The Book Show – S2 #21

We celebrate International Women’s Day this week on The Book Show with an all-woman show!

Beginning in Bath, in the UK, Sinead Gleeson talks to Viv Groskop. Viv is a writer, broadcaster, comedian and also the Artistic Director of the Bath Literary Festival.  Viv discusses how she became a comedian and some of the people who have inspired her on her way. She tells us how a mistaken notion saw her learning Russian for over twenty years but why, given that country’s many great writers, she has no regrets.

One of the books Viv Groskup mentions is Anna Karenina by Leo Tolstoy. We’re treated to a short reading from it by actor Cathy Belton.

Singer Lisa Hannigan tells us about how she discovered Joan Didion’s memoir The Year of Magical Thinking, written in response to her husband’s death.

Writer Emer O’Toole’s book Girls Will Be Girls is subtitled Dressing Up, Playing Parts and Daring to Act Differently. It says much about Emer’s ideas of gender and how we are performing our roles. For example why must women shave their armpits while men are encouraged to be hirsute? Feminism, Emer says, is still discussing issues like work and child care but has also moved on to other debates and is a lot of fun. Her book suggests a playful approach to gender roles, language and sexual identity.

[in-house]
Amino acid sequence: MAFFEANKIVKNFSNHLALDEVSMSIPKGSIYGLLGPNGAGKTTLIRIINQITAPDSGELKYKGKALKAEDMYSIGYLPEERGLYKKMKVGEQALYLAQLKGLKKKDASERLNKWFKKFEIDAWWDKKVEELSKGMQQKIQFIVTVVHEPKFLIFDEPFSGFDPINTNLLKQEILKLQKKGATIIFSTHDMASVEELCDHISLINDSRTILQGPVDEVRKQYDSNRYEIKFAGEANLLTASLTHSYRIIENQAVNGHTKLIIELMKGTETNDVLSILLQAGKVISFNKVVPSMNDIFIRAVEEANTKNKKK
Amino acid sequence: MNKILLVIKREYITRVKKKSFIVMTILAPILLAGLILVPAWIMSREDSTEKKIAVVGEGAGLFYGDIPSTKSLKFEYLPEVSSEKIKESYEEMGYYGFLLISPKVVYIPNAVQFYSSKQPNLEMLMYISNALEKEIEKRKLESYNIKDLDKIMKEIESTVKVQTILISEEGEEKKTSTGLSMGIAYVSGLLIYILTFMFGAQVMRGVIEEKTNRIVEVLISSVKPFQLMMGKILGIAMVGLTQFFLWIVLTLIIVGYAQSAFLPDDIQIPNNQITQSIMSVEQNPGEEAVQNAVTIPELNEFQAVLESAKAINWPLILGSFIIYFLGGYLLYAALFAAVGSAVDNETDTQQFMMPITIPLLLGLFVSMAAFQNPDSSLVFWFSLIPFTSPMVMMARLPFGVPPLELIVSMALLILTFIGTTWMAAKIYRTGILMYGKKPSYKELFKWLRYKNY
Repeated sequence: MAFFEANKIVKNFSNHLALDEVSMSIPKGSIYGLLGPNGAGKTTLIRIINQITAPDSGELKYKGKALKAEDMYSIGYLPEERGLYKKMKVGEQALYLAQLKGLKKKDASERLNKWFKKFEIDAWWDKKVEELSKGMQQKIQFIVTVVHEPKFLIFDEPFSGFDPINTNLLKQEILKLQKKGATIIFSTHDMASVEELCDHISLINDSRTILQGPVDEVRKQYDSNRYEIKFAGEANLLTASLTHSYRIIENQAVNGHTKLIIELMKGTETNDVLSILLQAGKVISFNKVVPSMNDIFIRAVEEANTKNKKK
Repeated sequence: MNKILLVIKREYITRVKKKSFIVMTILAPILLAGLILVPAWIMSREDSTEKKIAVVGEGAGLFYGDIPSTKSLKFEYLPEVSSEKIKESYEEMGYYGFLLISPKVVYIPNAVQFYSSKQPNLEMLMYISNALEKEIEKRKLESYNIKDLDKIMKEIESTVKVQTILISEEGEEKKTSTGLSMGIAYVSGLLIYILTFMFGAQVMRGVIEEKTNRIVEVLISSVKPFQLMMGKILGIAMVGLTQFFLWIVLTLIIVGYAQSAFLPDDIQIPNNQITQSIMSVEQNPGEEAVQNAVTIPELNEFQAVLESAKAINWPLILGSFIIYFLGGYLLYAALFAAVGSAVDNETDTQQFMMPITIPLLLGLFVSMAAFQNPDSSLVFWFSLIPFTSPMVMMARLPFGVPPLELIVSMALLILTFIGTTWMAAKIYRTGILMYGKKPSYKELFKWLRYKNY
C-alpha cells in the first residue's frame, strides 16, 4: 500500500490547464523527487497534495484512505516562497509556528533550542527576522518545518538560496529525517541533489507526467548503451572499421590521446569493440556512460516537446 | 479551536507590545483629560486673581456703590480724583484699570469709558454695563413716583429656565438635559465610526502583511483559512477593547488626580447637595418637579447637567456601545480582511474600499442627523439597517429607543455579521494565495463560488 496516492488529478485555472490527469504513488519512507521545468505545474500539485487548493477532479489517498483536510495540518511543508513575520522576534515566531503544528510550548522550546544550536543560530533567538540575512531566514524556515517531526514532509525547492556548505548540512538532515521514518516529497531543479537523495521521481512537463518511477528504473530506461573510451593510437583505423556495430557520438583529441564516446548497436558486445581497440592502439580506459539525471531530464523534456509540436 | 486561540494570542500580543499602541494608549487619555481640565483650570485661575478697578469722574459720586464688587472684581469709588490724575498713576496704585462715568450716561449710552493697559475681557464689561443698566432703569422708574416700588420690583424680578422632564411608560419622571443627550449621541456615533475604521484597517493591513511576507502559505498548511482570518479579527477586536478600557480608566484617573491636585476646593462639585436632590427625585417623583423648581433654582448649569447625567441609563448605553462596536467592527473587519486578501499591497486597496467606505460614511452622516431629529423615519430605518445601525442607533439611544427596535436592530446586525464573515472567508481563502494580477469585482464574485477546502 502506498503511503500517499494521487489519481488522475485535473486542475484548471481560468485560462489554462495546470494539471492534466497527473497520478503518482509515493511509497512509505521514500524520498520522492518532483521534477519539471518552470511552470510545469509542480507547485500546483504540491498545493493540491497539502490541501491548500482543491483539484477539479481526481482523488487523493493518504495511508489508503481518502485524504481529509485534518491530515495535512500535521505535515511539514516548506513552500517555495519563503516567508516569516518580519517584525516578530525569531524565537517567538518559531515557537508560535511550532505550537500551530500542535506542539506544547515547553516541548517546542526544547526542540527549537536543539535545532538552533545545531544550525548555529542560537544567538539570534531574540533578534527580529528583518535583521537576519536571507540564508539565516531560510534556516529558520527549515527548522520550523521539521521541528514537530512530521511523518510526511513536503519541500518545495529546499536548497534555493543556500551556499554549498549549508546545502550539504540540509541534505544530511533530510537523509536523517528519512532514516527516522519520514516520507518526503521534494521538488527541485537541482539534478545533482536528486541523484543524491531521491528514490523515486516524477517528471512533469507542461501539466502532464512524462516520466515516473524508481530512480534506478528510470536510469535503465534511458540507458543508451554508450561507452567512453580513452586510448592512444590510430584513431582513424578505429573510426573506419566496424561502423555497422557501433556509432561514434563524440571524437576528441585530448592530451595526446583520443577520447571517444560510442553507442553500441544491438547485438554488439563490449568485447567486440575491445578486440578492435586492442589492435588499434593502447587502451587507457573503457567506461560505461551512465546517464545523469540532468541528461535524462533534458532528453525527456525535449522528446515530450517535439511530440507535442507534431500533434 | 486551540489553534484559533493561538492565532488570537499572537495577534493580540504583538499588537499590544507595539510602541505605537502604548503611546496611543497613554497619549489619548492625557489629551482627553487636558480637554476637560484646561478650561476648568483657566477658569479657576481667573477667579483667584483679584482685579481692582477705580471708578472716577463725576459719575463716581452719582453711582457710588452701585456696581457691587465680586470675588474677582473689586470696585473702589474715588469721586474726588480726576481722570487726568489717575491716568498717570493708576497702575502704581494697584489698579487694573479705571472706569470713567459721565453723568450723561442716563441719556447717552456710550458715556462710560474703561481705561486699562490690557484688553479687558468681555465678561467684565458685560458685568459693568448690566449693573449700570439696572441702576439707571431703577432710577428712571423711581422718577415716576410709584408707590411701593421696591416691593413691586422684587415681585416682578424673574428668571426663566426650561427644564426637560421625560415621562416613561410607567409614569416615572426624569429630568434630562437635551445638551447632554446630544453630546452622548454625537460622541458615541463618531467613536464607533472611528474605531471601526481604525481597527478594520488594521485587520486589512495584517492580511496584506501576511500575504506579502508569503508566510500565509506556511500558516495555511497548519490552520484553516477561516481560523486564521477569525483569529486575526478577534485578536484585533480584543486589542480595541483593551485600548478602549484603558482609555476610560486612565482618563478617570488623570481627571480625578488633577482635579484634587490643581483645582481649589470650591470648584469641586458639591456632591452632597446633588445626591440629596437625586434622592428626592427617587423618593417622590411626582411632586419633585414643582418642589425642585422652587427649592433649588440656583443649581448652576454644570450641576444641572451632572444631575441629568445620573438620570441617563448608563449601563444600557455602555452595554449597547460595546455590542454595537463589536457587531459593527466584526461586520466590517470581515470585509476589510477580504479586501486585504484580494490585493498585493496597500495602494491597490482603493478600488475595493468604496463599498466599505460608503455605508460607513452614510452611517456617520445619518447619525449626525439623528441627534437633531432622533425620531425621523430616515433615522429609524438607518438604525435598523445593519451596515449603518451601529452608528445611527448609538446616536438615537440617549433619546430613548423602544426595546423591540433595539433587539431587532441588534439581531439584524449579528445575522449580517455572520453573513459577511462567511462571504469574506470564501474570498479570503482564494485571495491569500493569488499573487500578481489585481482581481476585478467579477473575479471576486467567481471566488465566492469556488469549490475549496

Publishing entrepreneur Norah Casey is known to many from her appearance on RTE’s Dragon’s Den. She has run many successful businesses and is currently owner and CEO of Harmonia, Ireland’s largest magazine printing business. She tells us about one book, Blue Ocean Strategy written by W. Chan Kim and Renée Mauborgne which is, she says, about revolutionising ideas.

In 1912 a letter to The Times in London written by a prominent scientist, argued that women should never be allowed to vote. In fact, he argued that due to their own psychological and physiological defects should be kept away from politics altogether. He received many replies and the one here read by writer Kamilla Shamsie was signed CSC, and we now know it was written by 26 year old Clementine Churchill who was married to Winston. (We recorded this at the Letters of Note event at Mountains to Sea Festival in 2014.)